Thursday, 25 October 2007
Schools Building Projects
I thank the Cathaoirleach for allowing me to raise this important issue. There is an urgent need for a new primary school in the Rochestown area of Cork city. This area has experienced a huge increase in population, with the development of thousands of houses. However, there is no provision for adequate facilities such as a primary school in the area.
The majority of people living in the area comprise young families with children of school-going age. The parents are obliged to drive their children to other schools, adding to traffic congestion and increasing the pupil-teacher ratio in those schools. I am concerned that the quality of education the children receive is not as good as it should be due to the density of numbers in the classes. There is an urgent need for a new school to be built in the area.
The schools planning section of the Department has confirmed that a new primary school is required in Rochestown. The property management section of the Department has identified a suitable site and it has been reserved by Cork County Council for the provision of a new educational facility. However, the fundamental difficulty is the timescale for the provision of the school, which has not yet been determined. I hope the Minister will be able to outline a timetable for the delivery of the school. He might also clarify the position regarding the land that has been set aside for the school in the Foxwood estate area. There are contradictory rumours about the land which should be clarified. It is suggested that the land might be returned to the developer.
What is the timescale for the building of the new school? There is an urgent need for it in Rochestown.
I thank the Senator for raising this matter as it affords me the opportunity to outline to the House the Government's strategy for capital investment in education projects and to outline the position regarding a new primary school in Rochestown. Modernising facilities in our 3,200 primary and 750 post-primary schools is not an easy task given the legacy of decades of under-investment in this area as well as the need to respond to emerging needs in areas of rapid population growth.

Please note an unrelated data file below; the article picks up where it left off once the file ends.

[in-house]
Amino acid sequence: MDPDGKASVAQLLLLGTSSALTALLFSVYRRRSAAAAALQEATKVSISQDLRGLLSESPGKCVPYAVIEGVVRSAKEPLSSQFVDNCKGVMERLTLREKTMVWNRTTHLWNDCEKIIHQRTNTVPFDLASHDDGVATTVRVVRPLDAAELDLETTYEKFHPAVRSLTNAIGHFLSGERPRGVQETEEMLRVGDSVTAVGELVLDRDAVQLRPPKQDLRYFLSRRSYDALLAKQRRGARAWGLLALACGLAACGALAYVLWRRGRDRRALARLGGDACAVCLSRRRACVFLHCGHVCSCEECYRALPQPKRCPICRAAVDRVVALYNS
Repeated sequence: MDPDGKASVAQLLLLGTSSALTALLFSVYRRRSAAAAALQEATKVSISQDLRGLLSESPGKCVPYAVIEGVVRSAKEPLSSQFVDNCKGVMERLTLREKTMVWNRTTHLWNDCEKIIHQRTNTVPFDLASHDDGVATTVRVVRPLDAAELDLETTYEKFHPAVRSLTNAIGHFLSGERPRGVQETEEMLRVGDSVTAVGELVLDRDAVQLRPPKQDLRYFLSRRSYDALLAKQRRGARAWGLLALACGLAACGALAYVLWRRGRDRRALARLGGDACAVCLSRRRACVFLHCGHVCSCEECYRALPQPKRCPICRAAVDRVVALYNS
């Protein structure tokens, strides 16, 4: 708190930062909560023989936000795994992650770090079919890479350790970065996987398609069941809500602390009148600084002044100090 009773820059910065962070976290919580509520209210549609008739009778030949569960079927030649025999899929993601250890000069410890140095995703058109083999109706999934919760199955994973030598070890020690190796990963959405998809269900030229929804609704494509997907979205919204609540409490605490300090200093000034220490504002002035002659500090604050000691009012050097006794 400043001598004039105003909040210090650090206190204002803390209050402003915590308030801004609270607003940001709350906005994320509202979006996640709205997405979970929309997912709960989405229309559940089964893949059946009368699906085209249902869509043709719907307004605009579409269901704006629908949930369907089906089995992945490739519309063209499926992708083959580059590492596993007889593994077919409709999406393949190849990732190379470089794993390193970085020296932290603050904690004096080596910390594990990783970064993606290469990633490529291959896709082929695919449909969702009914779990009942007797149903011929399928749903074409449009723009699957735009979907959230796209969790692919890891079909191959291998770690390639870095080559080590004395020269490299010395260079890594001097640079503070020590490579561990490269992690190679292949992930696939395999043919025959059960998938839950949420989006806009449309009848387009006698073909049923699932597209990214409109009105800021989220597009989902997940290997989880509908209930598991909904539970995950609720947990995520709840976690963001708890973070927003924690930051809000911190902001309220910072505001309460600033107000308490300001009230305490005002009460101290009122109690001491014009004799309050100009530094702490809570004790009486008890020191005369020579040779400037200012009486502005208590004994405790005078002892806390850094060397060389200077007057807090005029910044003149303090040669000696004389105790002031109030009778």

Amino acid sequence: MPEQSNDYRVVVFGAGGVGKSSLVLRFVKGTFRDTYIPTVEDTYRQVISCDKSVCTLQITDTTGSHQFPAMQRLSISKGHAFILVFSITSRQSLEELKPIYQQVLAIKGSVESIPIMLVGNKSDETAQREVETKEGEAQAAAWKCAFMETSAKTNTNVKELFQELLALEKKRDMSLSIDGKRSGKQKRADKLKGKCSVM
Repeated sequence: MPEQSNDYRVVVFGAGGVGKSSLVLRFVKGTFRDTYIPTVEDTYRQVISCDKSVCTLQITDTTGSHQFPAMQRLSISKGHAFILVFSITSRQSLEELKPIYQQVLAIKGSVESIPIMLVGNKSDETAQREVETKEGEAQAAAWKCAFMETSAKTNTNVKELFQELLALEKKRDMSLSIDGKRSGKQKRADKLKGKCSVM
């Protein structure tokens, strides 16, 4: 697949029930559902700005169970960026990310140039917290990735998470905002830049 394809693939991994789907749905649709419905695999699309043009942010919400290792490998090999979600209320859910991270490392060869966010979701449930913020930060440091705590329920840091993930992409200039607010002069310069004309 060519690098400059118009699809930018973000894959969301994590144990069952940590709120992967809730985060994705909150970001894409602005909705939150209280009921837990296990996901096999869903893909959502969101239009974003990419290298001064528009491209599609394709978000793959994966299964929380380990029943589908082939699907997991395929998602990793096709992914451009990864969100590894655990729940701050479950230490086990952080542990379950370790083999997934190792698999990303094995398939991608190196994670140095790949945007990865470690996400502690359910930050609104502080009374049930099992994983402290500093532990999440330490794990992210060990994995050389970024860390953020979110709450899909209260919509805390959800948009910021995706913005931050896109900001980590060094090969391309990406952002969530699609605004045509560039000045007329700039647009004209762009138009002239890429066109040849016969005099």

Nonetheless, since taking office, this Government has shown a focused determination to improve the condition of our school buildings and to ensure the appropriate facilities are in place to enable the implementation of a broad and balanced curriculum. As evidence of this commitment, more than €540 million will be spent in the next year on school building and modernisation projects for primary and post-primary schools throughout the country. Since 1997, a total of €3 billion has been invested in school buildings and this has delivered more than 7,800 school building projects. This further investment of more than €540 million will build on these achievements and will focus in particular on the provision of school accommodation in areas where the population is growing at a rapid rate. As further evidence of our commitment, national development plan funding of €4.5 billion will be invested in schools in the coming years.
The Senator will agree this record level of investment is a positive testament to the high priority the Government attaches to ensuring school accommodation is of the highest standard possible. My Department has a number of proactive strategies to ensure the accommodation requirements for schools in developing areas such as Rochestown are addressed in a manner that will meet the long-term education needs of the population.
The process of assessing the need for new or additional accommodation facilities at primary level in any given area entails consideration of all relevant factors, including enrolment and demographic trends, housing developments and existing school capacity to meet current or future demand. As part of the process, my Department is included among the prescribed authorities to whom local authorities are statutorily obliged to send draft development plans or variations to development plans. As a matter of course, meetings are arranged with local authorities to establish the location, scale and pace of housing developments and their implications for both current and future school provision.
Turning to the specific issue of a new primary school in Rochestown, the Office of Public Works, which acts on behalf of my Department for site acquisitions, has secured a site for the provision of a new school. In addition, the new schools advisory committee has received applications for the patronage of the proposed new primary school. The building programme required to deliver the new school building will be considered in the context of the school building and modernisation programme.
I assure the Senator that the Department is actively progressing the application for the provision of a new primary school in Rochestown. I thank him again for raising the matter and allowing me to outline the position regarding the provision of a new primary school in Rochestown.